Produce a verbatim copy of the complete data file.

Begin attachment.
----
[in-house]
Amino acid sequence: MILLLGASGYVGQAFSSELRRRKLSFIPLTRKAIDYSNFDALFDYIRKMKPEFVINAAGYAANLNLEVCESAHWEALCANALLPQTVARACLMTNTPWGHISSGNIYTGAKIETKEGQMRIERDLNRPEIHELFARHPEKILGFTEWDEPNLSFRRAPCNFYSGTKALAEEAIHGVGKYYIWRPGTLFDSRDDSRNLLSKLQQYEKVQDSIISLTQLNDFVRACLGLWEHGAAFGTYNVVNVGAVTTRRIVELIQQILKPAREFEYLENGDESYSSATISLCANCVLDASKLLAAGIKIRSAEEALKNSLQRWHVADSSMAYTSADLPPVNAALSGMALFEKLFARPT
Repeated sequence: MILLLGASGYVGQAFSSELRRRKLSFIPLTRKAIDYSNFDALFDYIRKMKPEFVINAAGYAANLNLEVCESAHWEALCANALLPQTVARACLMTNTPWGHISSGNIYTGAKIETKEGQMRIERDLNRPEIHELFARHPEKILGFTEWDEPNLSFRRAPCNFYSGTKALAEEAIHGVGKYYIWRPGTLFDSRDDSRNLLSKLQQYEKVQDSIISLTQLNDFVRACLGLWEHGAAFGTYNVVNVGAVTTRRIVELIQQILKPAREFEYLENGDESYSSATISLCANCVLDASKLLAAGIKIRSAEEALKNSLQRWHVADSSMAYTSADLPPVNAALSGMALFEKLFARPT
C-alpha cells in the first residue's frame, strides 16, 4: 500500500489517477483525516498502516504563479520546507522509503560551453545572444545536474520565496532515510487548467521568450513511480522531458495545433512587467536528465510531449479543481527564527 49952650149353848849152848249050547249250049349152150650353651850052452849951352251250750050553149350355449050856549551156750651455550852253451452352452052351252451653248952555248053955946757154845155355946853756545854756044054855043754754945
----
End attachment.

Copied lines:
[in-house]
Amino acid sequence: MILLLGASGYVGQAFSSELRRRKLSFIPLTRKAIDYSNFDALFDYIRKMKPEFVINAAGYAANLNLEVCESAHWEALCANALLPQTVARACLMTNTPWGHISSGNIYTGAKIETKEGQMRIERDLNRPEIHELFARHPEKILGFTEWDEPNLSFRRAPCNFYSGTKALAEEAIHGVGKYYIWRPGTLFDSRDDSRNLLSKLQQYEKVQDSIISLTQLNDFVRACLGLWEHGAAFGTYNVVNVGAVTTRRIVELIQQILKPAREFEYLENGDESYSSATISLCANCVLDASKLLAAGIKIRSAEEALKNSLQRWHVADSSMAYTSADLPPVNAALSGMALFEKLFARPT
Repeated sequence: MILLLGASGYVGQAFSSELRRRKLSFIPLTRKAIDYSNFDALFDYIRKMKPEFVINAAGYAANLNLEVCESAHWEALCANALLPQTVARACLMTNTPWGHISSGNIYTGAKIETKEGQMRIERDLNRPEIHELFARHPEKILGFTEWDEPNLSFRRAPCNFYSGTKALAEEAIHGVGKYYIWRPGTLFDSRDDSRNLLSKLQQYEKVQDSIISLTQLNDFVRACLGLWEHGAAFGTYNVVNVGAVTTRRIVELIQQILKPAREFEYLENGDESYSSATISLCANCVLDASKLLAAGIKIRSAEEALKNSLQRWHVADSSMAYTSADLPPVNAALSGMALFEKLFARPT
C-alpha cells in the first residue's frame, strides 16, 4: 500500500489517477483525516498502516504563479520546507522509503560551453545572444545536474520565496532515510487548467521568450513511480522531458495545433512587467536528465510531449479543481527564527 49952650149353848849152848249050547249250049349152150650353651850052452849951352251250750050553149350355449050856549551156750651455550852253451452352452052351252451653248952555248053955946757154845155355946853756545854756044054855043754754945